Around the same time that Sydney started work on the Steyr race car, he also started a new sports special that was registered as JGP 473. Although the Steyr took priority, JGP 473 was finished in June of 1947. Tom Lush writes about the special in his book, saying...
"Based on the J frame, with the same wheelbase and track, it was made much lighter by omiting much of the chassis-boxing and cross-bracing, and was lowered considerably by the use of flattened springs. The two-seater body consisted of an aluminum shell mounted over a light tubular framework, and as first constructed without doors, these being added later when regulations governing sports car racing made them compulsory.
Following Sydney's usual weight-savnig formula, the car was fitted with two lightweight seats and remained untrimmed and while in his possesion. The engine* which had been removed from HLF 601 when Leslie took it over had been stripped and rebuilt ready for installation in the new car as Sydney reckoned teh extra power obtained, even for a short time, amply compensated for the work involved in replacing the head gaskets."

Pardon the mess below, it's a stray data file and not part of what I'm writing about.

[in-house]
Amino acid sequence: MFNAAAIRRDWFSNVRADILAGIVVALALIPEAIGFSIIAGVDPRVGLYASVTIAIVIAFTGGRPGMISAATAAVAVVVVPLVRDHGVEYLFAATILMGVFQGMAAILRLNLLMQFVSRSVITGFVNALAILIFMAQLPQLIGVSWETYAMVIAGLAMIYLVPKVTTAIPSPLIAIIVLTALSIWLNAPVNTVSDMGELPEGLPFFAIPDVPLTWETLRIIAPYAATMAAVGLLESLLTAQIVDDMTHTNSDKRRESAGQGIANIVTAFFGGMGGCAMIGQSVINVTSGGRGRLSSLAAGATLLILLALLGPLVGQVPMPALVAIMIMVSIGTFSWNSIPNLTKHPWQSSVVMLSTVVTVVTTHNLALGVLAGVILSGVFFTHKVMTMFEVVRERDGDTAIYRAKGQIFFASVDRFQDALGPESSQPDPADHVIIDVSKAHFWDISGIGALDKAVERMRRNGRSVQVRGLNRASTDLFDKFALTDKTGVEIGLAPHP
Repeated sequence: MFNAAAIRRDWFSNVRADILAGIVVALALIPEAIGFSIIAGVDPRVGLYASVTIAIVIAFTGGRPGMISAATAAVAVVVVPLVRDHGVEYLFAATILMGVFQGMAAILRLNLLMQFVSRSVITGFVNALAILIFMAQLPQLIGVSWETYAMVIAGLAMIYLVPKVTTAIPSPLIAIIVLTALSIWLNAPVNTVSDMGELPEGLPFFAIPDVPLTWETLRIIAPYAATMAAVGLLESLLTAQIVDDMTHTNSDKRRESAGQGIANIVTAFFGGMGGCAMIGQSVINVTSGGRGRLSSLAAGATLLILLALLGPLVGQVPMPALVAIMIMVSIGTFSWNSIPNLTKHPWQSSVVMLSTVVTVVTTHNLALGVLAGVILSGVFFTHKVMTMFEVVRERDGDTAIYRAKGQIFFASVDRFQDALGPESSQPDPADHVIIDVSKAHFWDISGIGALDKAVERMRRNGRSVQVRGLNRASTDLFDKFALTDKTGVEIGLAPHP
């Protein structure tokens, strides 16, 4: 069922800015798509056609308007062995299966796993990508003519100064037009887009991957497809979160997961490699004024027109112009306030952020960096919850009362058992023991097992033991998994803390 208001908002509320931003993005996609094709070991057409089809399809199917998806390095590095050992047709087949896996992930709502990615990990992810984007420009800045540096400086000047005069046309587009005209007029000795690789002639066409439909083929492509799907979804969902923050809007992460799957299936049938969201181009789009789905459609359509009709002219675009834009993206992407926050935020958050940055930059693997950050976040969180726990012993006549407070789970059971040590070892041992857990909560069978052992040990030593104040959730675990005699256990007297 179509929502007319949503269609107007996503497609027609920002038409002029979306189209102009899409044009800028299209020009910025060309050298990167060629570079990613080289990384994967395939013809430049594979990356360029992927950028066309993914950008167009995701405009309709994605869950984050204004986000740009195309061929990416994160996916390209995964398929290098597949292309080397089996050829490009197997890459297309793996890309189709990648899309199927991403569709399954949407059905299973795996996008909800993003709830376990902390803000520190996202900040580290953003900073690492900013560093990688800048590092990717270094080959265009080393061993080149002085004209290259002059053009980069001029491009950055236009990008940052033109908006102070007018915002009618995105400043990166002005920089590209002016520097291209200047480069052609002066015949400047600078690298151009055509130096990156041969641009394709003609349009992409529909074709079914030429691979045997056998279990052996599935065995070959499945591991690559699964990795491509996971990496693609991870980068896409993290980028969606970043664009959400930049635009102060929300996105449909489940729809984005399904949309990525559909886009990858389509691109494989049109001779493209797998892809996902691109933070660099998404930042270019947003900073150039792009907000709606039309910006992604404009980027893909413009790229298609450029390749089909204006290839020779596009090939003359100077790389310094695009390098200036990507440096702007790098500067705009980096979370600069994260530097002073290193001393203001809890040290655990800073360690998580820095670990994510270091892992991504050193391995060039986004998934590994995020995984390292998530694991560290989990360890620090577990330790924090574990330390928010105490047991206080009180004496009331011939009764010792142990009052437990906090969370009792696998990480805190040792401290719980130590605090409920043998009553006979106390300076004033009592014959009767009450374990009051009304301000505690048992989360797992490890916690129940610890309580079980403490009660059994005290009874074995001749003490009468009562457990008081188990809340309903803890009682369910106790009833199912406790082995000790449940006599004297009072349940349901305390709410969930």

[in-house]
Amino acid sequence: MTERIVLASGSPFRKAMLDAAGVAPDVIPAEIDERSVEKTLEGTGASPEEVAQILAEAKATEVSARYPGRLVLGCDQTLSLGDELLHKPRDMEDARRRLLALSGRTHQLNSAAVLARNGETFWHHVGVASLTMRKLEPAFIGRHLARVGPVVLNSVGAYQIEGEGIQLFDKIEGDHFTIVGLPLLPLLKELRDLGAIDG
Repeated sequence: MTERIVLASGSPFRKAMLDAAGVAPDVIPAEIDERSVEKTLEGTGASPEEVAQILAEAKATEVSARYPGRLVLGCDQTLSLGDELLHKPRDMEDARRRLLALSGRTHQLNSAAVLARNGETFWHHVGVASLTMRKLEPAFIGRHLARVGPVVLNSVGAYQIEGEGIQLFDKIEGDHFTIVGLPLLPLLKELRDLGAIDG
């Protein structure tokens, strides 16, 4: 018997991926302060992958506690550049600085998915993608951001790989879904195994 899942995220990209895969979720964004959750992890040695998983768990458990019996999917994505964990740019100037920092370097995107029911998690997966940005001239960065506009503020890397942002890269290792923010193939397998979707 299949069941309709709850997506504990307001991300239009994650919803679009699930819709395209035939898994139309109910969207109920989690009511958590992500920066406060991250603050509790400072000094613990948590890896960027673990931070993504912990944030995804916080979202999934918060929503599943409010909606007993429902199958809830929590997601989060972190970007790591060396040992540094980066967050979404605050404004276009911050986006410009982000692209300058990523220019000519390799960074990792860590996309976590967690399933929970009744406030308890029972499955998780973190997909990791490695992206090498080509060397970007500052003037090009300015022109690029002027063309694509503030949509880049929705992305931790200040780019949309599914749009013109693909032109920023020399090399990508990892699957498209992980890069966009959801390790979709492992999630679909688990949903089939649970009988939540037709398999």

The car was very succesful breaking the sports car record at Prescott in 1948. Later, the car passed on to Leslie who continued to race the car with good results. At some point, the front end of the car must must have been damaged badly, because for For Sale photos of the car (via Chiltern Cars) show it with a completely different nose. The car was also fitted with a more liveable Mercury engine. We're not exactly sure what happened to the car, but it's thought to have been destroyed in a fire.
*The engine featured a crude set of cast-iron overhead valve heads from America that predated the Ardun head conversion. These heads were prone to blowing head gaskets on a weely basis. Does anyone know where these heads may have come from?